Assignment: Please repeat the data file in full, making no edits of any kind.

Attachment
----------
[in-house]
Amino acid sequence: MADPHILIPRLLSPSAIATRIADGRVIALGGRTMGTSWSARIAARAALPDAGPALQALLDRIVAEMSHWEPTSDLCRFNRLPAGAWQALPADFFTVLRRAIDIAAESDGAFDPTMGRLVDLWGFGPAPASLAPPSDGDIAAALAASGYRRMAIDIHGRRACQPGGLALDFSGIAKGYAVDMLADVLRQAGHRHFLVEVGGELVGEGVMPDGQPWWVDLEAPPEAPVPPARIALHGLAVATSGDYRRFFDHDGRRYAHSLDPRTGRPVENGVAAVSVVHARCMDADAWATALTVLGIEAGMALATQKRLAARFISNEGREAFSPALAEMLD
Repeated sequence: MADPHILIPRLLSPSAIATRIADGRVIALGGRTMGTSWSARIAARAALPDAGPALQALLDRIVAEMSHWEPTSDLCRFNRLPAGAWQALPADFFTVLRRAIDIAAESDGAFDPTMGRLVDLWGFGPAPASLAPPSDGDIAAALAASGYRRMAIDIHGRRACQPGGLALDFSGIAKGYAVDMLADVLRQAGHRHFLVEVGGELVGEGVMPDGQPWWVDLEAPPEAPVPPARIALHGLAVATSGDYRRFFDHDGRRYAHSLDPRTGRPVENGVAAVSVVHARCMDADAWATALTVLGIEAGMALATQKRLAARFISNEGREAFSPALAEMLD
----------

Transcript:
[in-house]
Amino acid sequence: MADPHILIPRLLSPSAIATRIADGRVIALGGRTMGTSWSARIAARAALPDAGPALQALLDRIVAEMSHWEPTSDLCRFNRLPAGAWQALPADFFTVLRRAIDIAAESDGAFDPTMGRLVDLWGFGPAPASLAPPSDGDIAAALAASGYRRMAIDIHGRRACQPGGLALDFSGIAKGYAVDMLADVLRQAGHRHFLVEVGGELVGEGVMPDGQPWWVDLEAPPEAPVPPARIALHGLAVATSGDYRRFFDHDGRRYAHSLDPRTGRPVENGVAAVSVVHARCMDADAWATALTVLGIEAGMALATQKRLAARFISNEGREAFSPALAEMLD
Repeated sequence: MADPHILIPRLLSPSAIATRIADGRVIALGGRTMGTSWSARIAARAALPDAGPALQALLDRIVAEMSHWEPTSDLCRFNRLPAGAWQALPADFFTVLRRAIDIAAESDGAFDPTMGRLVDLWGFGPAPASLAPPSDGDIAAALAASGYRRMAIDIHGRRACQPGGLALDFSGIAKGYAVDMLADVLRQAGHRHFLVEVGGELVGEGVMPDGQPWWVDLEAPPEAPVPPARIALHGLAVATSGDYRRFFDHDGRRYAHSLDPRTGRPVENGVAAVSVVHARCMDADAWATALTVLGIEAGMALATQKRLAARFISNEGREAFSPALAEMLD